Seattle’s never been known for R&B, but that could change real soon.
Parisalexa has turned a lot of heads locally for her standout vocals. It wasn’t until her recent appearance on NBC’s TV show “Songland” thrusted her into the national stage that her talent began to attract serious attention. In her young career she’s already collaborated with other notable local artists, such as Burien MC Travis Thompson and Producer Sango. Even before her TV appearance, the songstress had steadily built a profile, dropping several EP’s and a full-length project (2018’s “Bloom”).
That project in particular showed promise showcasing neo-soul inspired instrumentation and compelling songwriting that encapsulated the sentiments of growing up. Based off her recent singles “Chocolate” and “Slimthick,” Parisalexa has assumed a more confident and forthright personality, maturing from the starry-eyed kid she was a few years ago. As of late, her music’s pivoted back to a more conventional style, sharing much in common with the trap-flavored R&B that’s become the standard in the last few years. With “2REAL”’s release, Parisalexa is looking to capitalize on her current buzz and does so effectively.
Many of the cuts on this album have a nice swing to it, working at a tempo easy enough for any regular stiff to bop to. “4Playin” features smooth piano chords and a thick bass line. The title track and 2Optimistic have acoustic guitars and snares that sound straight out of a Neptune’s-era Monica tape. From “Chocolate” to “2Optimistic” we get acquainted with Parisalexa’s assertive delivery and strong pen game boosted by decent production.
Despite Parisalexa’s “hard shell” persona, we still get to see her more vulnerable moments in tracks like “Troubled Waters.” Songwriting plays with nautical themes as she grapples with and questions the validity and uncertainty of the relationship she’s involved in. Portraying herself as a “down ass chick” who, sink or swim, is gonna “ride the wave” of this relationship. The erratic synths and gargling bass really illustrate the overwhelming doubt that most 20-somethings deal with at this point in their life.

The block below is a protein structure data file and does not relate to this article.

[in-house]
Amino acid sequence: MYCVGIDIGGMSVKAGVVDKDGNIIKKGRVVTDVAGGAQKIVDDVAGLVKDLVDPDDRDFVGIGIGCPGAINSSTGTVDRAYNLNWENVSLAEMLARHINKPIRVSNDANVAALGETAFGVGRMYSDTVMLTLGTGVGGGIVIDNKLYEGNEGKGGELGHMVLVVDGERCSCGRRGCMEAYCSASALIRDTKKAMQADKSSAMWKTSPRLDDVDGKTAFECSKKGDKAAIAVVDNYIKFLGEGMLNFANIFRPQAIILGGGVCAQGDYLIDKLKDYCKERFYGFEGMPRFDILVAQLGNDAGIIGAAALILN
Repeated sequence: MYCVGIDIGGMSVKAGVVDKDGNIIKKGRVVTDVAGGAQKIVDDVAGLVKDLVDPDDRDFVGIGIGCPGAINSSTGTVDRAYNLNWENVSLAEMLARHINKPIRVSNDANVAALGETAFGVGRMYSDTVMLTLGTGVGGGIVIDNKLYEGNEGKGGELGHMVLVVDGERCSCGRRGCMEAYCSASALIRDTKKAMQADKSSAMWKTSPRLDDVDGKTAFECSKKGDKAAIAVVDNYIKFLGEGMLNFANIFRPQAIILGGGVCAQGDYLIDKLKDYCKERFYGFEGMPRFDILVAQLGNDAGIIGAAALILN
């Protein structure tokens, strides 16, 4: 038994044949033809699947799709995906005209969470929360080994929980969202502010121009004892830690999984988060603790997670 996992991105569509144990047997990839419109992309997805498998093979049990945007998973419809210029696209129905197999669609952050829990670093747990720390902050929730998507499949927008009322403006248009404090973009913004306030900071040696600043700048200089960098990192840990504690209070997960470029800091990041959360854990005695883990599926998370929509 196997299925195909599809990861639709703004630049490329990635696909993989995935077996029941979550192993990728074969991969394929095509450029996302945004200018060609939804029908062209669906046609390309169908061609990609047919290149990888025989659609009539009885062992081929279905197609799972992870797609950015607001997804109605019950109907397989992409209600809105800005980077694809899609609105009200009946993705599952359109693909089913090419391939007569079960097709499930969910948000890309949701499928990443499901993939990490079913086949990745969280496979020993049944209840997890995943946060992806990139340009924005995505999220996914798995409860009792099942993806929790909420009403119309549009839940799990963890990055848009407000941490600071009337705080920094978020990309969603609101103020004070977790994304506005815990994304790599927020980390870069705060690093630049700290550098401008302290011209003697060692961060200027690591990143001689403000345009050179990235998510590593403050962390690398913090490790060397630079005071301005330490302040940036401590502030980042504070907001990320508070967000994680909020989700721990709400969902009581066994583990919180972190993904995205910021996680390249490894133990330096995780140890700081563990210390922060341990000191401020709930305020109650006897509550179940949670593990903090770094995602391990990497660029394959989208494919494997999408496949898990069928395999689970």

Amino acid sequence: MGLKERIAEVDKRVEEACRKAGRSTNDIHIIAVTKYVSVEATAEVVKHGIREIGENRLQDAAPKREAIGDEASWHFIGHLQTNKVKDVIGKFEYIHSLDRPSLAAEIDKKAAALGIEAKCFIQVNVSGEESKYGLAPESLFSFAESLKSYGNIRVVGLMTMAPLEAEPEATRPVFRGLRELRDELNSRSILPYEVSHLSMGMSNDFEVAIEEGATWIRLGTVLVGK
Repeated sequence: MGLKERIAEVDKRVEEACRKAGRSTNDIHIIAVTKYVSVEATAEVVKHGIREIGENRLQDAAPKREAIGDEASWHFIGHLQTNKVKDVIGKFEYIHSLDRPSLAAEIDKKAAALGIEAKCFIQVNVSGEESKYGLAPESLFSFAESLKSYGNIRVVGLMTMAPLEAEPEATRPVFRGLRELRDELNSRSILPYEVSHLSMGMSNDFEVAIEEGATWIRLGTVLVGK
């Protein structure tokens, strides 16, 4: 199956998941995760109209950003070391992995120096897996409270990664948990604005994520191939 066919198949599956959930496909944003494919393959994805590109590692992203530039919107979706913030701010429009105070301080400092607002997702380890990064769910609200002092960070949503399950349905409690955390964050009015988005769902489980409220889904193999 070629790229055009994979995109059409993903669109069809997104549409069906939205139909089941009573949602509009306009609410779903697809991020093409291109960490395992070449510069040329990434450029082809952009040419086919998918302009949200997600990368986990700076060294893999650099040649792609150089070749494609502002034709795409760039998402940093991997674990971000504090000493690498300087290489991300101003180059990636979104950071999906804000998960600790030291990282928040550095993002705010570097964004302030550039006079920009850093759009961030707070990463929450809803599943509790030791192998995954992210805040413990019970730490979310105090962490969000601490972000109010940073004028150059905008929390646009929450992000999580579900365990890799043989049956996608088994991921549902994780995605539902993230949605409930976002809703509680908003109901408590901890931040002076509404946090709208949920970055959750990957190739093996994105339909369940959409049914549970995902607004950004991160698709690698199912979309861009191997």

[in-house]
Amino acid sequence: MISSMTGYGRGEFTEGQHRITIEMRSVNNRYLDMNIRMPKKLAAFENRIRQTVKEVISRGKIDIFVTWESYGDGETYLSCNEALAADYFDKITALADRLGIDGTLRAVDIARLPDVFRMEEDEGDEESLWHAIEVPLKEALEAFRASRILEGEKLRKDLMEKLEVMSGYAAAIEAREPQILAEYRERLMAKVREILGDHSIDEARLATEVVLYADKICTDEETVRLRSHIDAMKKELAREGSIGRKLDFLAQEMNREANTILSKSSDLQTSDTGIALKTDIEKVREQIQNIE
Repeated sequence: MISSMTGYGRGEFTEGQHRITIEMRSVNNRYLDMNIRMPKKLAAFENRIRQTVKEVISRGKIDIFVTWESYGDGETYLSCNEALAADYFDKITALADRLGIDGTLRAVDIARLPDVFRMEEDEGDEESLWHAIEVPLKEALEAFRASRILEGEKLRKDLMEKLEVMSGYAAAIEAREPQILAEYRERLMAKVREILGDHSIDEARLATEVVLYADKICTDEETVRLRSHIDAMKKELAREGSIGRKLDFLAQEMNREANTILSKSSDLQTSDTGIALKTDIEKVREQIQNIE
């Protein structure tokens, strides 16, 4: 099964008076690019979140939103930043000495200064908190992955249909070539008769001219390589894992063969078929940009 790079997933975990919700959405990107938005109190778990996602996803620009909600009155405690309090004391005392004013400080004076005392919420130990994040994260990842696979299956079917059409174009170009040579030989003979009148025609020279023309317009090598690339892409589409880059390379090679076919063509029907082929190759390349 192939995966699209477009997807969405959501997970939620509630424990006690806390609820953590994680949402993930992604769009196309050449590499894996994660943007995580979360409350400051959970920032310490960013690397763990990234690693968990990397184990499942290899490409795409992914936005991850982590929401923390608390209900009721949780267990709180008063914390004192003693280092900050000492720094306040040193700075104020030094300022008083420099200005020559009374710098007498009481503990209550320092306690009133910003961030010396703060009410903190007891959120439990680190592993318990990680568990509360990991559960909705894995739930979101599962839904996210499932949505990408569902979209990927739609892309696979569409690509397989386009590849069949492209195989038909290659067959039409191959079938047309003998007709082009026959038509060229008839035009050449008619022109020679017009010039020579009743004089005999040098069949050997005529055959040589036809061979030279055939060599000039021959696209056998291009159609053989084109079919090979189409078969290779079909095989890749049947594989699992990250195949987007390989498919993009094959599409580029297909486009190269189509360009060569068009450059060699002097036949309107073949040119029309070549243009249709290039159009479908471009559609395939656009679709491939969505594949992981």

One of the aforementioned singles of this project, “Chocolate,” has an uplifting message and given the subject matter, there’s no surprise that she dropped this last February. Not only is the song an affirming statement of black femininity, it rightly calls out some of the double standards black women deal with. The lyric “you can’t bottle it, fraudulent” is of course a comment on the twilight zone-esque phenomenon of “black fishing” that’s prevalent in social media. Despite black women having a large influence in pop culture, they’re never really given their just dues. Growing up in predominantly-white Seattle amid the gentrification of black neighborhoods in Rainier Valley and the Central District, spaces for black people and especially black women to be themselves are rare. Throughout the song, Parisalexa finds a way to be vulnerable and self-assuring. From her child anecdotes of her mother calling her a “queen before [she] was a teen,” to shouting out the motherland on the hook, “Chocolate,” from a thematic aspect is a standout moment for the album.
On “4Playin” we see Parisalexa being candid about her sexuality, including a few snarky jabs towards dudes for not “coming correct” in dealing with her, most notably in the second verse where she scolds dudes for—and we’re keeping it PG here—not “putting out enough” is hilarious.
“2REAL” is an overall very good project. Parisalexa’s knack for catchy hooks and interesting lyricism makes for fairly enjoyable pop R&B. As Seattle’s music scene looks to reinvent itself, Parisalexa has serious potential to be at the forefront of it all.